© 2023 St. Louis Public Radio
Play Live Radio
Next Up:
Available On Air Stations

Chappelle-Nadal literally under fire in Iraq

This article first appeared in the St. Louis Beacon, March 4, 2010 - Missouri state Rep. Maria Chappelle-Nadal reports that she has arrived safely in Iraq -- but found that her first stop was a bunker.

"Within five minutes after we landed, there was shooting," said Chappelle-Nadal, D-University City, in a phone call from Iraq. She and other members of her election-monitoring group were immediately ushered into a bunker, where they remained for at least an hour, Chappelle-Nadal said.

No one was injured, but the legislator and her colleagues found themselves appreciating the battle gear they had been required to wear.

The shots came from two warring factions of Iraqis who were "competing for power" and, as a result, firing at each other. Trouble was, the American entourage was caught in the middle.

Still, the legislator said she was enjoying her once-in-a-lifetime experience and was eager to hear from Iraqi officials and average people -- especially women.

Chappelle-Nadal is among seven U.S. women elected officials selected by the State Department to help monitor Iraq's national election, which got underway today and continues through Sunday.

The group is accompanied by a State Department official and a representative of the National Foundation of Women Legislators.

They left the United States last weekend, and spent several days in Jordan, now the temporary home of several hundred thousand Iraqi refugees who are eligible to vote.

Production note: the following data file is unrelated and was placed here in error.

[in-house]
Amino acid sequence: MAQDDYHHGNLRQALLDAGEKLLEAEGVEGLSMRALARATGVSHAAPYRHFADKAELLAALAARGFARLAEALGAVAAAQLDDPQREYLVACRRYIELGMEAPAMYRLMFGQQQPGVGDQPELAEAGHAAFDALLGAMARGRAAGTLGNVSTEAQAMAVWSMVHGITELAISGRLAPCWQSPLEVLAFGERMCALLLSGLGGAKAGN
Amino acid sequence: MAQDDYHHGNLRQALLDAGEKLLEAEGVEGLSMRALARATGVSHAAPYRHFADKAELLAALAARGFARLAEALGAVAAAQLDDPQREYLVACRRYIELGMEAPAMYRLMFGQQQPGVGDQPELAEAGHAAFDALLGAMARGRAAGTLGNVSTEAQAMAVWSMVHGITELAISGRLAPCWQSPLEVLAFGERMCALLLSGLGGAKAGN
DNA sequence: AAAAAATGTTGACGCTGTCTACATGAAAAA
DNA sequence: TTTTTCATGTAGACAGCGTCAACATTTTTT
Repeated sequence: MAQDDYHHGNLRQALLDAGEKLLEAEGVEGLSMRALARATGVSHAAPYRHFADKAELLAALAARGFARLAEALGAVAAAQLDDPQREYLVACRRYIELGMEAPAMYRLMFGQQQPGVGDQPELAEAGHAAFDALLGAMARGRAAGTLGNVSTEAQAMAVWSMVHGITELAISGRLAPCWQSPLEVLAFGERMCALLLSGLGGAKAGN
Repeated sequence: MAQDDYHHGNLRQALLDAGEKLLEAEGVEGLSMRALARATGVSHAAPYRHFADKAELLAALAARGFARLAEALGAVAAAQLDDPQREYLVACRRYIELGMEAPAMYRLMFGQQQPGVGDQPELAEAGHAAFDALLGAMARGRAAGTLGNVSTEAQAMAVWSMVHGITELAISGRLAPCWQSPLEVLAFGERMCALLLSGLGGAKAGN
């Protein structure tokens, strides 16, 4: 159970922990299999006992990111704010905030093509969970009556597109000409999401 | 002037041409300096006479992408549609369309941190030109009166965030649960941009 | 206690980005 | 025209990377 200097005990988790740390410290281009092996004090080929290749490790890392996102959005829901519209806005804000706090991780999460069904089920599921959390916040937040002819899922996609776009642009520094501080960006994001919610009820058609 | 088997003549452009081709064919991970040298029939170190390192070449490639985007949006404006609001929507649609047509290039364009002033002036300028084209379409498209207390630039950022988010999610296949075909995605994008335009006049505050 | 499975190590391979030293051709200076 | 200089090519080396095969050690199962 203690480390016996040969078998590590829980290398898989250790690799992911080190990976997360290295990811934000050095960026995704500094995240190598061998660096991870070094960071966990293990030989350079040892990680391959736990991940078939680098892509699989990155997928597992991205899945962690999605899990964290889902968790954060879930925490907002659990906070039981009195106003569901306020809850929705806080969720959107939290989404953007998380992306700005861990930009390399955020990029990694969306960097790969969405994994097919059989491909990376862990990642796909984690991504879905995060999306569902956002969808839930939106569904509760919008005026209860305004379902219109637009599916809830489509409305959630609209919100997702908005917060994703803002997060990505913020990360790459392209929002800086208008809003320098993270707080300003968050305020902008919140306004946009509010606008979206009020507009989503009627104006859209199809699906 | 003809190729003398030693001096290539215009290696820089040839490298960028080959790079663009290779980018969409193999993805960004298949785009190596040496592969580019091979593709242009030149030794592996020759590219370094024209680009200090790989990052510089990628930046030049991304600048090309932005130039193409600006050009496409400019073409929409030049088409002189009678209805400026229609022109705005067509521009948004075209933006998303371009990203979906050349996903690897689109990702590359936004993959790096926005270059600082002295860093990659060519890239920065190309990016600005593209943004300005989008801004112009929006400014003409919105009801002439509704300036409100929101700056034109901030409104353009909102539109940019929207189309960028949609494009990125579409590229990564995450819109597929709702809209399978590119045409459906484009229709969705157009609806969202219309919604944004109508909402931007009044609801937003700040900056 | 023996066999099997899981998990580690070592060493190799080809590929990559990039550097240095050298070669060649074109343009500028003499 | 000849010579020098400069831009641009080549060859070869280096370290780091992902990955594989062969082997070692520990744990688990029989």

Chappelle-Nadal and her colleagues are to particularly focus on encouraging women to vote. By law, a quarter of the candidates are supposed to be women, although there has been violence directed at some of them.

Jo Mannies has been covering Missouri politics and government for almost four decades, much of that time as a reporter and columnist at the St. Louis Post-Dispatch. She was the first woman to cover St. Louis City Hall, was the newspaper’s second woman sportswriter in its history, and spent four years in the Post-Dispatch Washington Bureau. She joined the St. Louis Beacon in 2009. She has won several local, regional and national awards, and has covered every president since Jimmy Carter. She scared fellow first-graders in the late 1950s when she showed them how close Alaska was to Russia and met Richard M. Nixon when she was in high school. She graduated from Valparaiso University in northwest Indiana, and was the daughter of a high school basketball coach. She is married and has two grown children, both lawyers. She’s a history and movie buff, cultivates a massive flower garden, and bakes banana bread regularly for her colleagues.

Send questions and comments about this story to feedback@stlpublicradio.org.